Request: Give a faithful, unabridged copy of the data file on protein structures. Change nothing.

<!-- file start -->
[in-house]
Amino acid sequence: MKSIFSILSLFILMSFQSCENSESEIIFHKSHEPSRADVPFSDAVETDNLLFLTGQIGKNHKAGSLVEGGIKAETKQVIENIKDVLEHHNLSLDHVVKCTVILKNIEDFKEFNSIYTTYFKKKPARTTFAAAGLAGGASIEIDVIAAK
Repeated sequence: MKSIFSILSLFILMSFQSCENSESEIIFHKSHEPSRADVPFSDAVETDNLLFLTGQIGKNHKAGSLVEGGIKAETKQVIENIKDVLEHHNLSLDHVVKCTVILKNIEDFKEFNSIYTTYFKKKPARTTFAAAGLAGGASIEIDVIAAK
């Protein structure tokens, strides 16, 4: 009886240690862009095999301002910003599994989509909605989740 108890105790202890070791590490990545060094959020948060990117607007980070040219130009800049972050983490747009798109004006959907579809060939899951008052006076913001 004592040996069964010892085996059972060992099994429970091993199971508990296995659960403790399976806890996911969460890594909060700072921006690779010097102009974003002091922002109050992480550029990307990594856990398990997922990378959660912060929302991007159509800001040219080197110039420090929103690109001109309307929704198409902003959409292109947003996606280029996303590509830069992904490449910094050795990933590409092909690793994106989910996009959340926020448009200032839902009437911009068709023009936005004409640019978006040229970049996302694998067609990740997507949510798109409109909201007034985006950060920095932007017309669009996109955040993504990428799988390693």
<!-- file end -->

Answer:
[in-house]
Amino acid sequence: MKSIFSILSLFILMSFQSCENSESEIIFHKSHEPSRADVPFSDAVETDNLLFLTGQIGKNHKAGSLVEGGIKAETKQVIENIKDVLEHHNLSLDHVVKCTVILKNIEDFKEFNSIYTTYFKKKPARTTFAAAGLAGGASIEIDVIAAK
Repeated sequence: MKSIFSILSLFILMSFQSCENSESEIIFHKSHEPSRADVPFSDAVETDNLLFLTGQIGKNHKAGSLVEGGIKAETKQVIENIKDVLEHHNLSLDHVVKCTVILKNIEDFKEFNSIYTTYFKKKPARTTFAAAGLAGGASIEIDVIAAK
């Protein structure tokens, strides 16, 4: 009886240690862009095999301002910003599994989509909605989740 108890105790202890070791590490990545060094959020948060990117607007980070040219130009800049972050983490747009798109004006959907579809060939899951008052006076913001 004592040996069964010892085996059972060992099994429970091993199971508990296995659960403790399976806890996911969460890594909060700072921006690779010097102009974003002091922002109050992480550029990307990594856990398990997922990378959660912060929302991007159509800001040219080197110039420090929103690109001109309307929704198409902003959409292109947003996606280029996303590509830069992904490449910094050795990933590409092909690793994106989910996009959340926020448009200032839902009437911009068709023009936005004409640019978006040229970049996302694998067609990740997507949510798109409109909201007034985006950060920095932007017309669009996109955040993504990428799988390693």